Average: 4.2 (17 votes)

May 10, 1969

Vancouver, BC CA

PNE Agrodome


includes: Train Kept a Rollin', I Can't Quit You Baby, Dazed and Confused, Killing Floor, White Summer / Black Mountainside, Babe I'm Gonna Leave You, You Shook Me, How Many More Times, Communication Breakdown.


While in Vancouver, work continues on the second album as Robert records a harmonica track for Bring It On Home, at R&D Studio.

Support Acts: Papa Bear's Medicine Show & Spring

Review: Up, Up and Away With Zeppelin

Nearly 4,000 young people accorded Led Zeppelin, a British contemporary rock blues group, a wildly cheering standing ovation Saturday night in the PNE Agrodome.

Zeppelin, a quartet, had registered a gradually accelerating, hill and dale performance of some 80 minutes when lead vocalist-harmonicat Robert Plant tried to say good night on behalf of his cohorts.

But the crowd, heavily concentrated at floor level, pressed forward to the rim of the stage, some extending their hands, and literally begged for more.

The group made a wise decision. It came back and reprised its last number for another 15 minutes. Like good shepherds, they were bringing their flock home.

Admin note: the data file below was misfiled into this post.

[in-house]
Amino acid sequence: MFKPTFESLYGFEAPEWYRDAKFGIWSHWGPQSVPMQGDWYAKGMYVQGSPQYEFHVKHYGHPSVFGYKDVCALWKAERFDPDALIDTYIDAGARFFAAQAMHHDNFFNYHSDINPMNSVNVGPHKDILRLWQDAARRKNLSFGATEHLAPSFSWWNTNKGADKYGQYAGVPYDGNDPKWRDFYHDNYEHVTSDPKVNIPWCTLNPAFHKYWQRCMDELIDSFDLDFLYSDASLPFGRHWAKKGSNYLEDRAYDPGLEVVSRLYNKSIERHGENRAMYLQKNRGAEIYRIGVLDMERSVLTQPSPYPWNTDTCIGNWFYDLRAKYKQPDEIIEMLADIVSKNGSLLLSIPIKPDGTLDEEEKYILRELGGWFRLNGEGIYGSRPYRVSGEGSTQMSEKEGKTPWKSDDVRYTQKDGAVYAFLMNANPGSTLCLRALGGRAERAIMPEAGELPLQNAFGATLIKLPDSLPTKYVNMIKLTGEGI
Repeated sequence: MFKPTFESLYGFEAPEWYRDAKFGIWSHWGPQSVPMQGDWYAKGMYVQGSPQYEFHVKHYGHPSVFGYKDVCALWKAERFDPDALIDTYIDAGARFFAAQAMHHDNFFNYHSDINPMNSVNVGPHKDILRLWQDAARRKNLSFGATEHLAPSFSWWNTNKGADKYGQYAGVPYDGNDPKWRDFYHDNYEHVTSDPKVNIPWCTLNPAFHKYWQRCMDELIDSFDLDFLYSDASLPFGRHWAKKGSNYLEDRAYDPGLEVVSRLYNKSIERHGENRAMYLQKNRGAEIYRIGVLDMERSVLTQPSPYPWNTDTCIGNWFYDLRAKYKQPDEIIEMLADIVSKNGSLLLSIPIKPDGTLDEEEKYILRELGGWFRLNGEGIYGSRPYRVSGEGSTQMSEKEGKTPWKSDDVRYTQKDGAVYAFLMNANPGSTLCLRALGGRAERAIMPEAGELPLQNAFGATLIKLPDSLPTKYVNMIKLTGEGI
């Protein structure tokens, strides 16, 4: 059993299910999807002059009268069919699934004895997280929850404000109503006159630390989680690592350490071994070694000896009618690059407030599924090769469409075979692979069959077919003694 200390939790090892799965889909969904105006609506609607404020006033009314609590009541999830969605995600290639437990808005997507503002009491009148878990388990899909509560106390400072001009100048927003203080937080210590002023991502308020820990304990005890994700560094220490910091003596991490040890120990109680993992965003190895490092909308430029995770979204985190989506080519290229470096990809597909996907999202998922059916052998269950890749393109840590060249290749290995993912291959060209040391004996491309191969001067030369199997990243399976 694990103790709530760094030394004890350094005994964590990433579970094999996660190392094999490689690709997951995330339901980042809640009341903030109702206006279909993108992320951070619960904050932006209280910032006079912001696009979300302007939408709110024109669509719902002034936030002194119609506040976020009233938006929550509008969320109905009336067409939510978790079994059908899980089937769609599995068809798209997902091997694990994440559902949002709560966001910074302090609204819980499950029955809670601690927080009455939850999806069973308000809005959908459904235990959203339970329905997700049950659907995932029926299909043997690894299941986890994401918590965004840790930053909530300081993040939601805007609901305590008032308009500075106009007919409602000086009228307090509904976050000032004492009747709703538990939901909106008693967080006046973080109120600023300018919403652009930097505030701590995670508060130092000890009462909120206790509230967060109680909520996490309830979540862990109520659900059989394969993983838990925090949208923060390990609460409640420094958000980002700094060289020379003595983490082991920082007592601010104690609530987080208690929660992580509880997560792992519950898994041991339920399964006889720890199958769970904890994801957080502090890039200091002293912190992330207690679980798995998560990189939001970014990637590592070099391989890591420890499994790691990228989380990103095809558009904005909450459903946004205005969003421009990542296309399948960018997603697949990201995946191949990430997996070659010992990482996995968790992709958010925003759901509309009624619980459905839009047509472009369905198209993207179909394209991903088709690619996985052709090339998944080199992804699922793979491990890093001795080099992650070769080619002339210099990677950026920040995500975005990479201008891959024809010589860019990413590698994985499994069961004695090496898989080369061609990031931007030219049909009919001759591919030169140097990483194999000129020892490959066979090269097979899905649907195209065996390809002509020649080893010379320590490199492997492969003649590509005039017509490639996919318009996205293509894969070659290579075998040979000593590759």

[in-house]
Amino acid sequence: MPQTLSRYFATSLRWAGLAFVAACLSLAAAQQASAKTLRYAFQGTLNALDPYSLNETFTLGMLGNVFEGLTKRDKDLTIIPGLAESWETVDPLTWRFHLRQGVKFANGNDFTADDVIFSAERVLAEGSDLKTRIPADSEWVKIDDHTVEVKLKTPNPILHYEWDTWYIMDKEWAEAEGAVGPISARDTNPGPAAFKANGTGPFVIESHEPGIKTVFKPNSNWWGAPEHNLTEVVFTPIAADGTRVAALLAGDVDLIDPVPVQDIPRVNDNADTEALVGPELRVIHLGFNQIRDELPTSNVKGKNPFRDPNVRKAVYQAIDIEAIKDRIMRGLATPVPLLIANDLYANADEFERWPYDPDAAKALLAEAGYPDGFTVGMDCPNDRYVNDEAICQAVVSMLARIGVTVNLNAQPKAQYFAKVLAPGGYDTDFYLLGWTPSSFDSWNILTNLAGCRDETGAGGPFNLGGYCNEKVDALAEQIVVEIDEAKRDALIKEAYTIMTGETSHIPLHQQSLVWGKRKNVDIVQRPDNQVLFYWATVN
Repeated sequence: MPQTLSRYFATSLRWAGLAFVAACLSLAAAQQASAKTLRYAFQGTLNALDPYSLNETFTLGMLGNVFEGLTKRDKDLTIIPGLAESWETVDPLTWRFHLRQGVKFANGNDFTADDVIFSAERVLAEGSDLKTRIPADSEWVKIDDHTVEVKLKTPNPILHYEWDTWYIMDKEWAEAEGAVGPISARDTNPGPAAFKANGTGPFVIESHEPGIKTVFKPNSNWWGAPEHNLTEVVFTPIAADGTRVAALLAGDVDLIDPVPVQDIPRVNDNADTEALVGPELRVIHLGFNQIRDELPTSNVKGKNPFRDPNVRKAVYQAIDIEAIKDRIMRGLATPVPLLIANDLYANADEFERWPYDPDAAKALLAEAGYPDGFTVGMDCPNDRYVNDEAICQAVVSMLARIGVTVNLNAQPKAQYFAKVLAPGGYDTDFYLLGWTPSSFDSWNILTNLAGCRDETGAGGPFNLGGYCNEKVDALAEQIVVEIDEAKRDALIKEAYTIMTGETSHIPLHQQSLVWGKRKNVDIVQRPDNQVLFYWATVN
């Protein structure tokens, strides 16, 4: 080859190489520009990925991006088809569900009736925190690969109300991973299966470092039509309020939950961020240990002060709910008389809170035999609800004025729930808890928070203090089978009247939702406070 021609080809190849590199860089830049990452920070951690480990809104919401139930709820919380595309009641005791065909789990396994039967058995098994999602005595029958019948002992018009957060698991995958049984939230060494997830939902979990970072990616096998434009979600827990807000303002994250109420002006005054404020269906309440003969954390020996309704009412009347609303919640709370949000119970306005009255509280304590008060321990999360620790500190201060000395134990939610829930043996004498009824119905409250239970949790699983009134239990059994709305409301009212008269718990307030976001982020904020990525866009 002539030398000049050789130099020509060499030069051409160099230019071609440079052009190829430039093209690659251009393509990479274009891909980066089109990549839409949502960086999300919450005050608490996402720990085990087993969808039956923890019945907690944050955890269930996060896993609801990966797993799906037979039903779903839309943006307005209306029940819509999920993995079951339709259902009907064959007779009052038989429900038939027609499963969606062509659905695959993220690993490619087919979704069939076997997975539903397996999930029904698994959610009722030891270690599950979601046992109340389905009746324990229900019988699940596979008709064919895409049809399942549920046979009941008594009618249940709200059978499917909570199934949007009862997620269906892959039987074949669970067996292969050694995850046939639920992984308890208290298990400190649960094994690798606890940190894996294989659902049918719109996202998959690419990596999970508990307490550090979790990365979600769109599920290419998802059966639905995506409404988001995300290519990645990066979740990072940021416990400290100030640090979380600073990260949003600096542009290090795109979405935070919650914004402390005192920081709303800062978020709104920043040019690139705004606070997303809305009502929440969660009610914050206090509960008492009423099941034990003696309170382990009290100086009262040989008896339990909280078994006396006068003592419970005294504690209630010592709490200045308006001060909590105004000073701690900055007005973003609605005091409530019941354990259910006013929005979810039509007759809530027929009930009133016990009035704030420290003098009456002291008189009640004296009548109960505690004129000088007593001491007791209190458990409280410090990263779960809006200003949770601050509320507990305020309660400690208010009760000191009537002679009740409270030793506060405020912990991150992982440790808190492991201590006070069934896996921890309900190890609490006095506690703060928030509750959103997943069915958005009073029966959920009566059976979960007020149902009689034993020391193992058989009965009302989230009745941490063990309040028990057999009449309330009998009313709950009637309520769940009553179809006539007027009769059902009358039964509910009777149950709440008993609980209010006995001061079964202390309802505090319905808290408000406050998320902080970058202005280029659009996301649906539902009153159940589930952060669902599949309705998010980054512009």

Besides Plant, I urge you to remember their names; the Zeppelin flew as represented on its Atlantic albums. Included were Jimmy Page, several types of guitar, John Paul Jones, bass, and John Bonham, drums.

These young men are going to perform next month to the Newport Jazz Festival. Based on what I heard Saturday night this recognition is worthy.

Page is a facile, powerful guitarist, at home with blues or ballads. Although I thought his stint with a bow was a shade overlong, it was a new sound to me. He registered strongly on an extended solo interlude.

Bassist Jones was a rumbling, rolling mountain of foundation under the whole while Bonham’s drums were alternatelybrilliant in solo, adept in accompaniment.

Plant’s singing power and projection were amazing. Where do these slender young Britons get their lung power and how long will it last?

But for me his most compelling vocal moment occurred in a slow, majestic blues Babe I’m Gonna Leave You. (Van-Sun May ’69)



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